Materialism vs. Spiritualism
One of the defining qualities of the modern worldview is that of duality. Duality is the separation of one reality into two—materialism vs spiritualism.
The 17th century philosopher and mathematician Rene’ Descartes created what has come to be known as the Cartesian Split, which essentially established the division between the mind and the body, matter and spirit. Descartes viewed both domains as divine, yet they were completely separate and different. One domain—body or matter—was like that of a machine and could be studied by science. The other realm—mind or spirit—was the seat of your thinking, reason, and intellect and was to be known through religion.
While this compartmentalized approach allowed for the study of each aspect of reality without crossing into the other’s territory, it also created an uneasy truce between matter and spirit that exists to this day. The irony is, however, that once you look closer, you see the boundary between mind and body, matter and spirit, begin to dissolve into unity; revealing the truth that the division between the two is totally artificial and has only ever existed in one place—your mind.
More about how these two levels of reality become one later. For now, let’s examine the unique attributes and perceived differences between matter and spirit.
Materialism—The “Stuff” of the World
The material world is the physical “thingness” that you call home and are most intimately familiar with. Your environment, your body, and your energy all make up the solid and tangible reality that you experience every day. It is the realm of everything you can perceive through your senses; what you see, hear, smell, touch, and taste. At the material level, events are directed by a set of fixed scientific laws (motion, gravity, thermodynamics, etc.) that precisely predict the behavior of nature. Time flows linearly from past to present to future. Materialism is a localized reality, or in other words, everything has a defined location in time and space. At this level, everything is inherently impermanent; all that you can perceive through your five senses at one time wasn’t here, it will exist for a time, and it will eventually come to an end. The materialist world is what your mind may have come to interpret as the “normal” and commonsense way the world works. It feels solid and permanent, but appearances can be deceiving.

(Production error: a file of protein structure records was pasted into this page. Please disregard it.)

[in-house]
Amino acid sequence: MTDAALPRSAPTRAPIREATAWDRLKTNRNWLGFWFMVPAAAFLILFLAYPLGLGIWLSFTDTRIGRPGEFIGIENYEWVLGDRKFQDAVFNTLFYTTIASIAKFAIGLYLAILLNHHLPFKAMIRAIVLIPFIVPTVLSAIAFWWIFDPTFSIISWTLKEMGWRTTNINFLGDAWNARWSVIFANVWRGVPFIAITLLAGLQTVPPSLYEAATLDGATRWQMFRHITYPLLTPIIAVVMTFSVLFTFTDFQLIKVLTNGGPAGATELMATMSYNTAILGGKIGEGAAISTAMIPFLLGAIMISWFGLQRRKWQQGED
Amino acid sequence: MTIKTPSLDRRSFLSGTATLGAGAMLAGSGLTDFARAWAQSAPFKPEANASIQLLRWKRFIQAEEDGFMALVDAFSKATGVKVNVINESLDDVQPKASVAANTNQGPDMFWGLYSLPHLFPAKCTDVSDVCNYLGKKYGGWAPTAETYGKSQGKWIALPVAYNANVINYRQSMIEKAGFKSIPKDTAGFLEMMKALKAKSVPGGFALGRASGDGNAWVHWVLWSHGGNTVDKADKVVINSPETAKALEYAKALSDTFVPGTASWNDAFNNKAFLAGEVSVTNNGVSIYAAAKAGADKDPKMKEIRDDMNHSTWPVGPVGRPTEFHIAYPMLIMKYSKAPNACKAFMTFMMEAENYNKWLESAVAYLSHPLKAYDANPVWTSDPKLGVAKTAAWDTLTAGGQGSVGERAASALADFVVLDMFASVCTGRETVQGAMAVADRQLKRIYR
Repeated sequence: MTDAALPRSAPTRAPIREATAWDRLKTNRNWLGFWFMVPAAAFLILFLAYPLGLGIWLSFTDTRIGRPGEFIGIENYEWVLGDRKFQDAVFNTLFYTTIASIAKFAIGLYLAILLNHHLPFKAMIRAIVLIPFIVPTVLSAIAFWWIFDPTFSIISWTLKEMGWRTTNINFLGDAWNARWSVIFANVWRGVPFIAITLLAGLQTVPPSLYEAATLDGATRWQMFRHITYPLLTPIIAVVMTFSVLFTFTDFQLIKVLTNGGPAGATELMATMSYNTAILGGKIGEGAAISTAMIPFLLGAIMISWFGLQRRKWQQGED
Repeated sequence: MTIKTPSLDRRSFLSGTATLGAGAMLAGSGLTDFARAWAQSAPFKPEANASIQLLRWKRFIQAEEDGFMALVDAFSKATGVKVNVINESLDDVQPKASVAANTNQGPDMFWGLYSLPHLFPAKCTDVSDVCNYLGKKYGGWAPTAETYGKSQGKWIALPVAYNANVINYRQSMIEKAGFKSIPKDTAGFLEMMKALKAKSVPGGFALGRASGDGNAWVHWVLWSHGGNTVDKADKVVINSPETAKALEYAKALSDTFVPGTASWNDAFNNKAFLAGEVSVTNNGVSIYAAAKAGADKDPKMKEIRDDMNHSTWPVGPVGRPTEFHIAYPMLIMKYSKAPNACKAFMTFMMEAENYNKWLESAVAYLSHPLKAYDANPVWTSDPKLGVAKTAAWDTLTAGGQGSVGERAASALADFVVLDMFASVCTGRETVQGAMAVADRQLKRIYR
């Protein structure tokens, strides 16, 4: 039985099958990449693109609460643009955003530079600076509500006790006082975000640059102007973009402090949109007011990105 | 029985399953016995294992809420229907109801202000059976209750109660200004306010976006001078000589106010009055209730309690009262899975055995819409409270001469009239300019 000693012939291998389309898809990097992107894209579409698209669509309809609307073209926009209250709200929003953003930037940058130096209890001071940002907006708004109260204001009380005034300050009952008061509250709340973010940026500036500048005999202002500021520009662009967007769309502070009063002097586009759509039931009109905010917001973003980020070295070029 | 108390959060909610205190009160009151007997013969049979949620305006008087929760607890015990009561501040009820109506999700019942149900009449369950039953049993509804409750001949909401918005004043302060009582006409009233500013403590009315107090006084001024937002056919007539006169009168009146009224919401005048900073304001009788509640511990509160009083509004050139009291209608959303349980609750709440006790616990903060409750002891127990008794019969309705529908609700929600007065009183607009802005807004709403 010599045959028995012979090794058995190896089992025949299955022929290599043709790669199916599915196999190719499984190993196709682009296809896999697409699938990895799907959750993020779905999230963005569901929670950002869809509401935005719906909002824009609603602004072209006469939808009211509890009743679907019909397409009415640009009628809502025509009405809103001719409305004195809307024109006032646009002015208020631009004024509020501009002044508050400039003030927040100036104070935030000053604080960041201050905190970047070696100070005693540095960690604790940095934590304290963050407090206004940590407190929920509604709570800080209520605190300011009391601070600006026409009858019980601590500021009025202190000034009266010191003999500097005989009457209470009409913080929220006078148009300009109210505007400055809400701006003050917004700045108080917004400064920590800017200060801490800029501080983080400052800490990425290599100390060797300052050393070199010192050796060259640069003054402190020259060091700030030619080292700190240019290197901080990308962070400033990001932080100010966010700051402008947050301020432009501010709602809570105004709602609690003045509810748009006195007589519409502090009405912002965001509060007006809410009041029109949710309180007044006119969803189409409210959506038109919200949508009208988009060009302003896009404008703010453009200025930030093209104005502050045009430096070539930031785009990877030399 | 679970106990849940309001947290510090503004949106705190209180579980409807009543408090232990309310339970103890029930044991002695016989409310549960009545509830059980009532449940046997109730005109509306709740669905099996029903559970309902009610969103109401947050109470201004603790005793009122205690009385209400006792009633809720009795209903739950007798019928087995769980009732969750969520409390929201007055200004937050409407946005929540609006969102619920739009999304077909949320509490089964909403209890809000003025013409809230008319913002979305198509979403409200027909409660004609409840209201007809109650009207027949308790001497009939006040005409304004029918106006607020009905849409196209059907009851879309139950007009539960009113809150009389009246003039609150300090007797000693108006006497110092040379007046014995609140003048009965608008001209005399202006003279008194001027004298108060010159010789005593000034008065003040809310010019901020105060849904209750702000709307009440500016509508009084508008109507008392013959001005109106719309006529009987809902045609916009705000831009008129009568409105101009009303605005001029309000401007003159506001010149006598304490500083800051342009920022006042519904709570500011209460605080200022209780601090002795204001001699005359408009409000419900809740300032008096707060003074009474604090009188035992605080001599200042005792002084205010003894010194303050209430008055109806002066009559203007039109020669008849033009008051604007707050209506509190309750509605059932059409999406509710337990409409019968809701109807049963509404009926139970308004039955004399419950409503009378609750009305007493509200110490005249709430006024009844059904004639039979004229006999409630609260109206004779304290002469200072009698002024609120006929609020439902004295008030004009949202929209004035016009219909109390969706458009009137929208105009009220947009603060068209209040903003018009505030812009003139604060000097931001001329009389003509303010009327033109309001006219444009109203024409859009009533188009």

Materialism isn’t just the stuff of the world or its properties, though. Materialism also embodies the mindset or worldview in which you mistakenly identify with the environment or objects in the environment as points of reference. This is known as object referral, and through it you define yourself in relation to those external things. This is the ego’s territory—firmly rooted in positions, possessions, roles, titles, approval of others, self-image concerns, exclusivity, and a sense of superiority. Because the ego senses the impermanence of the material world, it is naturally insecure and fearful. It has built its mansion on transient sand that is ultimately destined to wash away.
Despite this fact, materialism continues to be the dominant way you may view the world. This not through any fault of your own; after all, your senses can seem very convincing. And when you’re culturally and socially indoctrinated into the belief that the world works in a very reasonable “nuts and bolts” way, it’s difficult to believe that there might be another option.
Spiritualism—The “Non-Stuff” of the World